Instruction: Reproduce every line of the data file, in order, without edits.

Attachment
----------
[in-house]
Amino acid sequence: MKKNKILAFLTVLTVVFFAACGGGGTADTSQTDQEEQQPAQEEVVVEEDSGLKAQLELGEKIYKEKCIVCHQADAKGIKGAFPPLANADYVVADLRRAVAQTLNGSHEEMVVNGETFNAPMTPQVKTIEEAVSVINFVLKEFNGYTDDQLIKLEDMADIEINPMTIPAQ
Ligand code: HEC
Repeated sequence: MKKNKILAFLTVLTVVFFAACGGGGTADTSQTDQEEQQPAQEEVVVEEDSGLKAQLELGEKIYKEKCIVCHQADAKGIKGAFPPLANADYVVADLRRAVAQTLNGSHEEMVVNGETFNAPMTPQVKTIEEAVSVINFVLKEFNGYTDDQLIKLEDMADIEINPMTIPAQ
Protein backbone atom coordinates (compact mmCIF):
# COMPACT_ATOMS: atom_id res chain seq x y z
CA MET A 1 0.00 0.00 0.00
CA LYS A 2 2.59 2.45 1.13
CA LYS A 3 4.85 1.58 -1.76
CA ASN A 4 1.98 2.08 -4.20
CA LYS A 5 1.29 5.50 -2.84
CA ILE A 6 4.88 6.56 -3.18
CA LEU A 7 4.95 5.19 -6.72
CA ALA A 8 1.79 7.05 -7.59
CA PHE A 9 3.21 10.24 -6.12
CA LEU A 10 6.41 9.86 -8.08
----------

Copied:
[in-house]
Amino acid sequence: MKKNKILAFLTVLTVVFFAACGGGGTADTSQTDQEEQQPAQEEVVVEEDSGLKAQLELGEKIYKEKCIVCHQADAKGIKGAFPPLANADYVVADLRRAVAQTLNGSHEEMVVNGETFNAPMTPQVKTIEEAVSVINFVLKEFNGYTDDQLIKLEDMADIEINPMTIPAQ
Ligand code: HEC
Repeated sequence: MKKNKILAFLTVLTVVFFAACGGGGTADTSQTDQEEQQPAQEEVVVEEDSGLKAQLELGEKIYKEKCIVCHQADAKGIKGAFPPLANADYVVADLRRAVAQTLNGSHEEMVVNGETFNAPMTPQVKTIEEAVSVINFVLKEFNGYTDDQLIKLEDMADIEINPMTIPAQ
Protein backbone atom coordinates (compact mmCIF):
# COMPACT_ATOMS: atom_id res chain seq x y z
CA MET A 1 0.00 0.00 0.00
CA LYS A 2 2.59 2.45 1.13
CA LYS A 3 4.85 1.58 -1.76
CA ASN A 4 1.98 2.08 -4.20
CA LYS A 5 1.29 5.50 -2.84
CA ILE A 6 4.88 6.56 -3.18
CA LEU A 7 4.95 5.19 -6.72
CA ALA A 8 1.79 7.05 -7.59
CA PHE A 9 3.21 10.24 -6.12
CA LEU A 10 6.41 9.86 -8.08